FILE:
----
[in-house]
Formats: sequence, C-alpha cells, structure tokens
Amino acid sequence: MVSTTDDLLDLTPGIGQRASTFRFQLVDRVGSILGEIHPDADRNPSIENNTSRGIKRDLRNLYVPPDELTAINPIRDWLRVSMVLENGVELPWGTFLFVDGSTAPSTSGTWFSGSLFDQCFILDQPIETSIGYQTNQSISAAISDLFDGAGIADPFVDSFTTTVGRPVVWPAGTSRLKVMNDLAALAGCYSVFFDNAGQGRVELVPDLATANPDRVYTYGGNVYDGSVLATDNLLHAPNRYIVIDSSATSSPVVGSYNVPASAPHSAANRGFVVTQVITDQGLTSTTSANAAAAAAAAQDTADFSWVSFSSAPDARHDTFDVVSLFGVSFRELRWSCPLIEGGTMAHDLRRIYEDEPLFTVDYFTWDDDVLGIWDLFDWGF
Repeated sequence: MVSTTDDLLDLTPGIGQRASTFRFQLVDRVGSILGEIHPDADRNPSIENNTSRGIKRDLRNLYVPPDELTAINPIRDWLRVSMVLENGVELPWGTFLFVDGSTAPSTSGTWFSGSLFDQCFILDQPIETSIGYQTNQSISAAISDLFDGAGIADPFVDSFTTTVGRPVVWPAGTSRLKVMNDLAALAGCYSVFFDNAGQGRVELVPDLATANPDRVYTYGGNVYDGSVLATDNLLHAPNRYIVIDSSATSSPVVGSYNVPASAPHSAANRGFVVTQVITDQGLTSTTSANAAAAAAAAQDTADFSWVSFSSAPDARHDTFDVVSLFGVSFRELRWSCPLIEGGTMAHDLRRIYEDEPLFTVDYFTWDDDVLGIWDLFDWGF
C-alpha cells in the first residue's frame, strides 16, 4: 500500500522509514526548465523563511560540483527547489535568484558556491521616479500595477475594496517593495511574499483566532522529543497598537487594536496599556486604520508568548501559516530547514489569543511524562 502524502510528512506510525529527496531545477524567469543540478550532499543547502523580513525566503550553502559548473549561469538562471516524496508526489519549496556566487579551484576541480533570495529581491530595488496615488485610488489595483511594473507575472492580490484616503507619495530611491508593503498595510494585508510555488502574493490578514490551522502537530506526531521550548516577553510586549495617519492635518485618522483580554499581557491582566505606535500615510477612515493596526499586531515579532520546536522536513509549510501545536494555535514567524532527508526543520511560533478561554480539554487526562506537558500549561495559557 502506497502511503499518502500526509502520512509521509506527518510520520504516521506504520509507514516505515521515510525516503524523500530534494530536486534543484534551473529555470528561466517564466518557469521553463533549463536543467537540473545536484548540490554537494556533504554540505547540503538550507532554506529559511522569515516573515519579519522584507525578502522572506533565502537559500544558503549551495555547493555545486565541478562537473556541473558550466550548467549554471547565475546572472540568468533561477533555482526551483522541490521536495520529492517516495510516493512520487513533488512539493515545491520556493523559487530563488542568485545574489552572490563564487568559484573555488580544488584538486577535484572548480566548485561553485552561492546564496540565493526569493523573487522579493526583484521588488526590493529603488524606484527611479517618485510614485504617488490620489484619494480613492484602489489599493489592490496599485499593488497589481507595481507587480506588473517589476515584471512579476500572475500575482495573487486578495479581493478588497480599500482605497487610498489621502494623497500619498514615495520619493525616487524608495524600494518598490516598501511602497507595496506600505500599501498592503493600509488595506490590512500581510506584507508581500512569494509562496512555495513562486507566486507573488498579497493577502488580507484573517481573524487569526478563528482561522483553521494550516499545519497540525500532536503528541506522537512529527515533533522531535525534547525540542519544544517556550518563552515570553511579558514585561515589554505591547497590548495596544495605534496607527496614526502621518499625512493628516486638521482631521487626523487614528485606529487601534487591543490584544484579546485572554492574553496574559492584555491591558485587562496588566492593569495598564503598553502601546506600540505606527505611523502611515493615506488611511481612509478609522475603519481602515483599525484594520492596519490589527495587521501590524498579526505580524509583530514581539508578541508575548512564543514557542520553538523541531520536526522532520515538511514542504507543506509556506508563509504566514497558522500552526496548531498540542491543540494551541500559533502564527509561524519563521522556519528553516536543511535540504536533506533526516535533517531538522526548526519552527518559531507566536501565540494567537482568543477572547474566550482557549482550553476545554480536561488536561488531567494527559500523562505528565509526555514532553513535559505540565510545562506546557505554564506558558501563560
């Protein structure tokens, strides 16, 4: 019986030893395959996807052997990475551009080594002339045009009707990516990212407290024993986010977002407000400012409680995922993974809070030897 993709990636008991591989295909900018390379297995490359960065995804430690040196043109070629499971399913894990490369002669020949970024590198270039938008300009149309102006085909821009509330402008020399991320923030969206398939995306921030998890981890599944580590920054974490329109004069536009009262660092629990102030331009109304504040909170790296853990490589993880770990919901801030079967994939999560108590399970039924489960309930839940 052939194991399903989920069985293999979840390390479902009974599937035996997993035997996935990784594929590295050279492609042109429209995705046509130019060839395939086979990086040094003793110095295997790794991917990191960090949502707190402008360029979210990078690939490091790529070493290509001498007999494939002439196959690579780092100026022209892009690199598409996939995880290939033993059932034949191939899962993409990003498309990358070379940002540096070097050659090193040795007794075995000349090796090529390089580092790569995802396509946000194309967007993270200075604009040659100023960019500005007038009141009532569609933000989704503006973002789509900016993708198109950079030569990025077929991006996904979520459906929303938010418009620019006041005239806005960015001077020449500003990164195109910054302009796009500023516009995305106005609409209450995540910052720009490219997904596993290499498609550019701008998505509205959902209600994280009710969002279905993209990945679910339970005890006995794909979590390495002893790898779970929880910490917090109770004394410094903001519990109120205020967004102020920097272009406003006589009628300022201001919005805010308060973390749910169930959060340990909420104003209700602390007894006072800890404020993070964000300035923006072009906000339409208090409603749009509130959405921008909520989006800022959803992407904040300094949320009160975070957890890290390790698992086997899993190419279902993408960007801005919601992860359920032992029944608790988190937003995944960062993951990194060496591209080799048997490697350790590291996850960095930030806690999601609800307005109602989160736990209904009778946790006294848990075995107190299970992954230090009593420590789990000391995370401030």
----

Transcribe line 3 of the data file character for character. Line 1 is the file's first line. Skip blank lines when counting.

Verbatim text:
Amino acid sequence: MVSTTDDLLDLTPGIGQRASTFRFQLVDRVGSILGEIHPDADRNPSIENNTSRGIKRDLRNLYVPPDELTAINPIRDWLRVSMVLENGVELPWGTFLFVDGSTAPSTSGTWFSGSLFDQCFILDQPIETSIGYQTNQSISAAISDLFDGAGIADPFVDSFTTTVGRPVVWPAGTSRLKVMNDLAALAGCYSVFFDNAGQGRVELVPDLATANPDRVYTYGGNVYDGSVLATDNLLHAPNRYIVIDSSATSSPVVGSYNVPASAPHSAANRGFVVTQVITDQGLTSTTSANAAAAAAAAQDTADFSWVSFSSAPDARHDTFDVVSLFGVSFRELRWSCPLIEGGTMAHDLRRIYEDEPLFTVDYFTWDDDVLGIWDLFDWGF